My next grassroots effort was far more daunting and bore far greater, wider-ranging ramifications. It involved attempting to convince the Oregon State Bar’s Minimum Continuing Legal Education Committee (“MCLE”) to alter their rules to allow our NALS education meeting speakers to earn one CLE credit for teaching our hour-long NALS monthly education classes. The MCLE assists and advises the Board of Governors on issues relating to the MCLE Rules and Regulations and operation of the MCLE program. The MCLE Committee consists of six active Oregon State Bar members and one public member appointed by the Board of Governors. Members serve three-year terms. The MCLE Committee reviews decisions of the MCLE Administrator that are challenged by members or sponsors. It also recommends changes to the MCLE Rules, Regulations, and operating procedures to ensure that the program is efficient and effective.

 

My CLE credit concept was a project that actually began much earlier in time, when one of our guest speakers assisted me and wrote a letter to the MCLE Committee on our behalf in support of the CLE credit concept. There was essentially no substantive resolution to the inquiry. End of discussion—for the moment. I did not feel defeated, however. Moreover, our guest speakers sometimes asked if they could receive credit for teaching our NALS education classes, and I very much wanted to someday tell them YES.

 

As you can guess, this task was a bit more complex and challenging a project than chatting with my local bar association principals and discovering that they are fully supportive of us as Affiliate Members. This MCLE project was a rather rarified state-level bit of business with highly qualified perfect strangers, with several levels of approval needed, and requiring a clever, dignified approach on my part. I composed a serious written proposal, a hopefully persuasive writing, explaining why the concept was valid and why it would benefit both our meetings’ attendees and our guest speakers alike. I cited some examples of current Rules where the benefit could conceivably be inserted or where some creativity could be applied to allow the benefit. In the course of my research, I discovered that many states’ bar associations did NOT allow teaching credit when nonlawyers were the recipients of the teaching. I found this a bit astounding, but that made the effort all the more important and passionate. Oregon has been a vanguard for many other state-level issues (its environmental stance being no exception, as well as its residents’ commitment to volunteerism), so why not on the legal stage. For some reason, Idaho has long offered teaching credit to its attorneys who instruct nonlawyers:


An attorney who teaches an accredited course shall receive three (3) credit hours for each hour of teaching. No credit will be given for preparation time; time spent in introductory remarks, coffee and food breaks, business meetings, or other activities that do not involve educational aspects of the CLE activity; presentations by attorneys that include the promotion of goods or services; or CLE activities for which the attorney is directly compensated other than as an honorarium or for expenses. An attorney who teaches an activity that meets the accreditation standards under Rule 403(a) that is directed primarily to nonlawyers shall receive only one (1) credit hour for each hour of teaching.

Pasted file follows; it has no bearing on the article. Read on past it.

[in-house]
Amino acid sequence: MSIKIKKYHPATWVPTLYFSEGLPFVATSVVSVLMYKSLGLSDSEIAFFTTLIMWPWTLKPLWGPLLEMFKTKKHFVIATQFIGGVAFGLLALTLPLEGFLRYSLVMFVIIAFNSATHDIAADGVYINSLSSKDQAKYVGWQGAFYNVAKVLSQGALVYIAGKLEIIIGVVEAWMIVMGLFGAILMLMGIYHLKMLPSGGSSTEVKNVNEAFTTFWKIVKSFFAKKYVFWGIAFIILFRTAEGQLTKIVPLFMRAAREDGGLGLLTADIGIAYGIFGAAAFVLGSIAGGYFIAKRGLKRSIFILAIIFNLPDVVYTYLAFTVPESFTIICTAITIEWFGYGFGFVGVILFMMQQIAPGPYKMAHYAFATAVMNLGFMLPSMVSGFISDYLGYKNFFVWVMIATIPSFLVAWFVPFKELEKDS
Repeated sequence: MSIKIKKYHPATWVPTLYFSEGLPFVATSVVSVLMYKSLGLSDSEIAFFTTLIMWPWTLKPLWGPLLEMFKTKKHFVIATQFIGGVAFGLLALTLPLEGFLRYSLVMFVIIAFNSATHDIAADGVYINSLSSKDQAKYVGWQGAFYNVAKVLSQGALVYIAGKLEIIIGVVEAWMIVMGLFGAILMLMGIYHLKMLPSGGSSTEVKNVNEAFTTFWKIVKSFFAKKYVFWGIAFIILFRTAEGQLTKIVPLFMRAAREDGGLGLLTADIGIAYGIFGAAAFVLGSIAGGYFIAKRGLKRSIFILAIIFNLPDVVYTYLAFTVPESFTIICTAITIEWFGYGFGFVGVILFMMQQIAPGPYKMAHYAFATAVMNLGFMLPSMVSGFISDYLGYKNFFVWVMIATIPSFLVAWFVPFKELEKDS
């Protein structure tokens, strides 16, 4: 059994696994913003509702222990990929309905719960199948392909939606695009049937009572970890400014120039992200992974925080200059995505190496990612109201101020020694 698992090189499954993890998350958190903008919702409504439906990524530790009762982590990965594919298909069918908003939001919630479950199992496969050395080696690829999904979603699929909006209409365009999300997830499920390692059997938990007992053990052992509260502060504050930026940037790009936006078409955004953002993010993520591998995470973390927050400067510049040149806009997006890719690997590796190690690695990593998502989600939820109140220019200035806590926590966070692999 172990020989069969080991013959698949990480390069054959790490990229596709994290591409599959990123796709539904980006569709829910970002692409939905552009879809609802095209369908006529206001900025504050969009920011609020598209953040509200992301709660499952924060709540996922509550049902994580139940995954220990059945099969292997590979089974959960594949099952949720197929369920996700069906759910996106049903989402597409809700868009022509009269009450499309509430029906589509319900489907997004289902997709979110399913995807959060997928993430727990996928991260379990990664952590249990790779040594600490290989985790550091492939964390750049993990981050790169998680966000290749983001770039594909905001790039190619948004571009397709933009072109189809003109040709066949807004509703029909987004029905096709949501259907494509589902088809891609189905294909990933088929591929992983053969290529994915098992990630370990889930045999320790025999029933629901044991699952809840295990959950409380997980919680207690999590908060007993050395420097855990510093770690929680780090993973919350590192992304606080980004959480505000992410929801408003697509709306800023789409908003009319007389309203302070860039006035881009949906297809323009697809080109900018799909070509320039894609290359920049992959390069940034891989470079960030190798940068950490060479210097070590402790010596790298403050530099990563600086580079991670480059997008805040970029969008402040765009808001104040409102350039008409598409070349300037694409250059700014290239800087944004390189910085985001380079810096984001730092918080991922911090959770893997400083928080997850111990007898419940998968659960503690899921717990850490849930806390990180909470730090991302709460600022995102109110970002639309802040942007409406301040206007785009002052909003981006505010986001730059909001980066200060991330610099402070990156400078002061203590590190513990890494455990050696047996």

This sets a fine example and a decent precedent for the Pacific Northwest. I urge Washington State NALS chapters to approach their state bar association and lock up the Pacific Northwest as a progressive and dynamic region when it comes to the value of pro bono teaching to nonlawyers.

 

The growth of the legal assistant/paralegal profession is now, in some firms, greater than merely a secretarial slot. We are no longer simply assistants to a profession—we are a profession unto ourselves. The gradual expansion of the position has not only influenced NALS to evolve over the years, but has inherently changed the legal support professional’s relationship to his/her attorneys and his/her local and state bar associations. Change is healthy. Laws change all the time. Allowing a closer relationship between support professional and the persons they answer to—beyond the office—is the direction the industry is taking. I was counting on this to support my petition to the Oregon State Bar.

 

On April 19, 2016, after the long wait, and the necessary deliberation of the powers that be, the MCLE Program Manager forwarded me some of the areas of the Rules which had been altered. The following is the pertinent Regulation that applies to the credit available to those persons teaching nonlawyers.

 

Regulation 5.300 Category III Activities.

(b) Other Volunteer Activities. . . . volunteer activities for which accreditation is not available pursuant to Rules 5.3, 5.4, 5.6, 5.7, 5.8, 5.9, or 5.10 . . . may be claimed at a ratio of one credit hour for each two hours of uncompensated volunteer activities provided that the MCLE Program Manager determines the primary purpose of such activity is the provision of legal services or legal expertise. Such activities include but are not limited to:

               (iii)  Teaching a legal education activity offered primarily to nonlawyers high school age and older.

 

We could start a movement nationwide. If your state bar association’s rules do NOT happen to allow your education meeting speakers to receive CLE credit for teaching nonlawyers, it is time the topic of that credit was persuasively presented to them. You have nothing to lose and everything to gain. Imagine the incentive you can offer your professional speakers that was not there previously if your persuasiveness is taken seriously. Locate someone in your chapter who likes to write and let them be your vanguard with this concept. It is so very simple. If I can do it, anyone can.